Our Life Is Frittered Away By Detail Essays

Another interpretation of Thoreau's words is one that pertains to many in contemporary times who fritter their lives away in details and lose sight of the larger and more important issues and relationships in life. For, at the beginning of the paragraph before this quoted line of Thoreau's, he writes,

Still we live meanly, like ants; though the fable tells us that we were long ago changed into men; like pygmies we fight with cranes;...

Another interpretation of Thoreau's words is one that pertains to many in contemporary times who fritter their lives away in details and lose sight of the larger and more important issues and relationships in life. For, at the beginning of the paragraph before this quoted line of Thoreau's, he writes,

Still we live meanly, like ants; though the fable tells us that we were long ago changed into men; like pygmies we fight with cranes; it is error upon error, and clout upon clout, and our best virtue has for its occasion a superfluous and evitable wretchedness.

Thoreau observes that men are like ants as they rush from spot to spot, unaware of the world around them, fixed merely on  small, meaningless details.  They are caught up with the trite and quotidian happenings and lose sight of the more universal which is meaningful in life. By simplifying their lives and eliminating superfluous details, people will grasp what is truly meaningful: family, friends, love, respect, integrity. 

Shams and delusions are esteemed for soundest truths, while reality is fabulous. If men would steadily observe realities only, and not allow themselves to be deluded,... life would be like a fairy tale....Children who play life, discern its true law and relations more clearly than men....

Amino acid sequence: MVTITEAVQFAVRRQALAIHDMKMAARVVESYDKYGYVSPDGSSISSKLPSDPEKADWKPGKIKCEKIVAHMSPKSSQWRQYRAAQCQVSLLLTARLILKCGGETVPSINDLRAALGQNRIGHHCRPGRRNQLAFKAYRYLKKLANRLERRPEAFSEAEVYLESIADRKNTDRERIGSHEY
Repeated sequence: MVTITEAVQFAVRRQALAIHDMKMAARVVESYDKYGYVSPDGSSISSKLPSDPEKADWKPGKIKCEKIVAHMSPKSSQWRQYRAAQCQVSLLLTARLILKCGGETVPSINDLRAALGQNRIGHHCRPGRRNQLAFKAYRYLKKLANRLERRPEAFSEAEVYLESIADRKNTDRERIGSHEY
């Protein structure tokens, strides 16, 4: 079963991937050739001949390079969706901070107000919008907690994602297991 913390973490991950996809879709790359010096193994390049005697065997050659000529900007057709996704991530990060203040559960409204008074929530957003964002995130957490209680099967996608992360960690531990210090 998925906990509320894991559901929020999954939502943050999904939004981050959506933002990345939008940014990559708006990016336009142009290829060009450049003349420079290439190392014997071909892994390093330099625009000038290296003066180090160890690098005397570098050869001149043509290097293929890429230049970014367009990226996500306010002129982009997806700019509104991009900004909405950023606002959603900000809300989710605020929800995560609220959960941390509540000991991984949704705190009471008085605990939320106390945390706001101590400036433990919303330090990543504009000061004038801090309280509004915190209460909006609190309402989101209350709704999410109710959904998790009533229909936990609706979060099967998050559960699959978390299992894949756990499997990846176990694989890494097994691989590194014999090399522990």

Thoreau points to the destructive power of petty fears and petty pleasures; they cloud men's thinking and true enjoyment of the life of the soul. He urges people to look more deeply at life and recognize and nurture what is truly meaningful. Men should cultivate such virtues as the love of Nature and truth--what is "sublime and noble." Further, Thoreau urges men to spend their days as deliberately as Nature and deal in realities, not trivialities. Arguably, in Walden, Thoreau satirizes the institutions of man and his materialism which lead him to "fritter" his life away like the ants who lay "clout upon clout."

Henry David Thoreau was an American essayist, poet and philosopher who is best known as the author of the book, ‘Walden’. His essay on ‘Civil Disobedience’ caught the attention of people and influenced the political thoughts and actions of notable figures such as Leo Tolstoy, Mahatma Gandhi, and Martin Luther King Jr. Other than being a renowned and famous writer, Thoreau served as an abolitionist, naturalist, tax resister, development critic, surveyor and historian. In his lifetime, Thoreau contributed invariably writing essays, articles, journals, poetry and books. Thoreau wrote primarily on natural history and philosophy, anticipating the methods and findings of ecology and environmental history, surviving historical change or natural decay and advocating the abandonment of waste and illusion. Today, Thoreau is regarded as one of the foremost American writers, both for the modern clarity of his prose style and the prescience of his views on nature and politics. His literary style was unique and distinctive. It interweaved close observation of nature, personal experience, pointed rhetoric, symbolic meanings and historical lore, while displaying a poetic sensibility, philosophical austerity, and attention to practical detail. Same is also visible in his quotes that convey a powerful message in limited words. Explore this section and find some of the best known quotes by Henry David Thoreau.  

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